Yemen Clashes Kill 19+
At least 19 were killed in Yemen amid intense clashes that continued unabated despite President Ali Abdullah Saleh's most recent pledge to resign, medical officials said on Wednesday.
The deaths, both in the capital Sanaa and in the country's second largest city, Taez, came after Saleh told the US ambassador to Yemen on Tuesday that he would sign a Gulf-brokered power transition plan that calls on him to step down within 30 days.
Medical officials told Reuters the death toll from overnight violence reached 19, including a woman and her infant child who died in Taez when their house was struck by shells fired by government troops who, residents say, have been bombarding the city.
AFP reported that in the capital Sanaa, at least seven armed tribesman loyal to powerful Sheikh Sadeq al-Ahmar were killed in clashes overnight in the Hasaba district, the home of the chief and his extended family who have been battling government troops for weeks.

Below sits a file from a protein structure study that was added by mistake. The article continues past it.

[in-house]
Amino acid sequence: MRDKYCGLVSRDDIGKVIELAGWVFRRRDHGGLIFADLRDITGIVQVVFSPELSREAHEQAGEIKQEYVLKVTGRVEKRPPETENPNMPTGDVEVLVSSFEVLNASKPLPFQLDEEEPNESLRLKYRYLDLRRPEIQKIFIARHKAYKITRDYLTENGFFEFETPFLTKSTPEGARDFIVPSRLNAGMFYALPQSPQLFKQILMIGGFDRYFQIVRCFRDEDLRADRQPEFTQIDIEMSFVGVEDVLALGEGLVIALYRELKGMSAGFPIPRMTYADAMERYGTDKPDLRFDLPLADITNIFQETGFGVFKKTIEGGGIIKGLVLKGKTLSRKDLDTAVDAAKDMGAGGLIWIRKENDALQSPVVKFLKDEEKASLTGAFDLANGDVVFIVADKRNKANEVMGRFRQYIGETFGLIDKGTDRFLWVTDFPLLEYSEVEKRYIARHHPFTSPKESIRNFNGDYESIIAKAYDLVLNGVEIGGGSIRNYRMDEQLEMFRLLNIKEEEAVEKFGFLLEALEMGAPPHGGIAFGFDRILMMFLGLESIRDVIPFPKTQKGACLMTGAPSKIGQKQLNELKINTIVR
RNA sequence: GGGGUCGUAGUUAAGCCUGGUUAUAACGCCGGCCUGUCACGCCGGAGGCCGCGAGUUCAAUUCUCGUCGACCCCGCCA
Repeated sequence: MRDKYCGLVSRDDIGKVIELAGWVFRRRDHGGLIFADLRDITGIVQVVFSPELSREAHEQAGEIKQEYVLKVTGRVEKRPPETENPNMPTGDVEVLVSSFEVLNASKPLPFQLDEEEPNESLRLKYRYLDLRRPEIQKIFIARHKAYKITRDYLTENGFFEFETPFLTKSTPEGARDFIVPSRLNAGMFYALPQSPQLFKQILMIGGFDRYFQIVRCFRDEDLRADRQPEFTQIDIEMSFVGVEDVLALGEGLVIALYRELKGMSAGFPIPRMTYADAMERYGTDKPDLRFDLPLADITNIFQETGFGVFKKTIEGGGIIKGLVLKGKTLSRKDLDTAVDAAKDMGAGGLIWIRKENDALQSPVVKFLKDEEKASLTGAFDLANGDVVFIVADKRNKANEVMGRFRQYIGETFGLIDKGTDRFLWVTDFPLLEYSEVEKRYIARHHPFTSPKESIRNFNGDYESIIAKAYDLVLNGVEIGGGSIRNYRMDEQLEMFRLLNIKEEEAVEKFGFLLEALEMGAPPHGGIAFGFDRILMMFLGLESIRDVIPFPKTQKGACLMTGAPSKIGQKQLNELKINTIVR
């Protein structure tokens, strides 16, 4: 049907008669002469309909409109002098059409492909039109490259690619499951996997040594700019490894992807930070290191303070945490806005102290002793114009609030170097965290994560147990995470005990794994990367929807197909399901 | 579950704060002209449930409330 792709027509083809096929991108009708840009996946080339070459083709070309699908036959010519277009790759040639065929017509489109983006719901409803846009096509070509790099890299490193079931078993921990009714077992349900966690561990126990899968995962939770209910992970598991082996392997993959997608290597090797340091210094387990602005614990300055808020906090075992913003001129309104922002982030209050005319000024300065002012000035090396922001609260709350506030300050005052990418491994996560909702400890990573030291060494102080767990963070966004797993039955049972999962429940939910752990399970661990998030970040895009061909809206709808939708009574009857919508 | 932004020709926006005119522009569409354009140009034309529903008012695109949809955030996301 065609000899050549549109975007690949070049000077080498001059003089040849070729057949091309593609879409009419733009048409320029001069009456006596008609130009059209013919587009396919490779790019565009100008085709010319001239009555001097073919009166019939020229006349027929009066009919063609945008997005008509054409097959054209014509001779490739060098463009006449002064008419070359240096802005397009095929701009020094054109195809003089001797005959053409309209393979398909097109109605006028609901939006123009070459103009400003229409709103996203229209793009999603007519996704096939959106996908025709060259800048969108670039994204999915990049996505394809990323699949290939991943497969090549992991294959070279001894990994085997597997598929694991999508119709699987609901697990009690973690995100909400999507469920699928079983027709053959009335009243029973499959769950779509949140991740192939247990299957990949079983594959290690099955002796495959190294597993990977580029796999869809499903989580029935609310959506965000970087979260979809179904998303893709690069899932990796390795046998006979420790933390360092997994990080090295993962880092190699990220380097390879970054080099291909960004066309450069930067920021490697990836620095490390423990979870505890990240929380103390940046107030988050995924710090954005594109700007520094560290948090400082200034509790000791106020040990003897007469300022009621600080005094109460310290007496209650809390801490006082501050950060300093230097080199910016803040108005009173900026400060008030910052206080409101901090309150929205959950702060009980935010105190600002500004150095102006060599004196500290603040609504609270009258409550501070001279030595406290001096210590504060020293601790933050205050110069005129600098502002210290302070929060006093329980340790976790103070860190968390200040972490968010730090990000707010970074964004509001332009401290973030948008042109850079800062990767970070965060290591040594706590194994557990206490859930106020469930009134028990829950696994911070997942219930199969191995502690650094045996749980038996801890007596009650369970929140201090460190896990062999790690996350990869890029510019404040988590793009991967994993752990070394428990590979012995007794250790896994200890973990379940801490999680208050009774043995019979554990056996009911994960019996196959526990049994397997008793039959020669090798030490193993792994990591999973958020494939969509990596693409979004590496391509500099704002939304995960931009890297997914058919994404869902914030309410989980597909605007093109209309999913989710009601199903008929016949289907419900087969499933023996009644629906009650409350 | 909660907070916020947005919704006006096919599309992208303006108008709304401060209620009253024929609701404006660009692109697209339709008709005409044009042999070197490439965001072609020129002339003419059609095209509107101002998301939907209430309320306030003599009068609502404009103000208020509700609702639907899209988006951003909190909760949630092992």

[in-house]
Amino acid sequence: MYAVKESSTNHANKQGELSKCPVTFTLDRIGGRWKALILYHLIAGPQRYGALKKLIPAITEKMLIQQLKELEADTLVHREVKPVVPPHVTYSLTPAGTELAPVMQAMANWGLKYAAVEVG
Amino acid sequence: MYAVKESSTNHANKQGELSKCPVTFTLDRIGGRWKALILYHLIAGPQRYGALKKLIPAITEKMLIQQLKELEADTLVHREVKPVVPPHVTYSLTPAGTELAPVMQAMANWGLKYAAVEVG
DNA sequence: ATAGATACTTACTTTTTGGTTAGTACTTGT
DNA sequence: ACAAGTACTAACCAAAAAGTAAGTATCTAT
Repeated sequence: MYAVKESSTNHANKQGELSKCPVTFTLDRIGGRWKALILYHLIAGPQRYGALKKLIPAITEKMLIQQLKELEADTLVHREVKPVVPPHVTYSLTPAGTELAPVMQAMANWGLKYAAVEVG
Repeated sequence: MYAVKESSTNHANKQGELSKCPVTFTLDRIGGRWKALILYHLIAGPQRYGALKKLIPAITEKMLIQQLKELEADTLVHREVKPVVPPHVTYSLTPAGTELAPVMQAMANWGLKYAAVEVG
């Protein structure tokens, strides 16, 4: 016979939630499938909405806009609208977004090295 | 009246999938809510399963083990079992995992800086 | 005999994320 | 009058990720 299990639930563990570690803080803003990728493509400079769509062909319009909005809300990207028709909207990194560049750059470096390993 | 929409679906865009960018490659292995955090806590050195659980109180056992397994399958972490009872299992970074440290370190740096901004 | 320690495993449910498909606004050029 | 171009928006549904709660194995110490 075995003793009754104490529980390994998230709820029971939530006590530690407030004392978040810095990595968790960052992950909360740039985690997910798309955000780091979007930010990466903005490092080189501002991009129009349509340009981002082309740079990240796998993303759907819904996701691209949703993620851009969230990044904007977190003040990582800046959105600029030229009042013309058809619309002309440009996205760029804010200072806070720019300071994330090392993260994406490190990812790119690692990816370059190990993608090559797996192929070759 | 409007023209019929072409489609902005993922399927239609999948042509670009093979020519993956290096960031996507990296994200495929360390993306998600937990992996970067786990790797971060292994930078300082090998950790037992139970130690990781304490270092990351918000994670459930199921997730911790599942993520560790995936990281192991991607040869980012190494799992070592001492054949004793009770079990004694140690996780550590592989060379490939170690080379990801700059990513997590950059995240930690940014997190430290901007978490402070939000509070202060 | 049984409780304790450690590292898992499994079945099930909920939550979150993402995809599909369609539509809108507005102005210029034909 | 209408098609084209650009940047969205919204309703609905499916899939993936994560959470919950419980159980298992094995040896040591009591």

Yemen's government announced on its defense ministry website that nine soldiers fighting Sadeq's tribesmen and rival forces loyal to dissident General Ali Mohsen al-Ahmar were also killed overnight.
Mohsen and Sadeq, once Saleh loyalists, are now his mortal enemies, having thrown their support behind the protest movement as their troops battle Saleh's forces in increasingly deadly street clashes.
On Tuesday, the government declared a truce with Sadeq and Mohsen's forces, but according to Gulf News, gunfire and explosions were heard throughout the city within minutes of the announcement.
Saleh's opponents say his pledge to resign is meaningless due to his having backed out of similar pledges no fewer than five times since protests erupted in late January. Saleh, a dogged political survivor, has ruled Yemen for 33-years.
Yemen has witnessed one of the longest and bloodiest uprisings of the "Arab Spring" which, since January, that has left hundreds of Yemenis dead and thousands more wounded.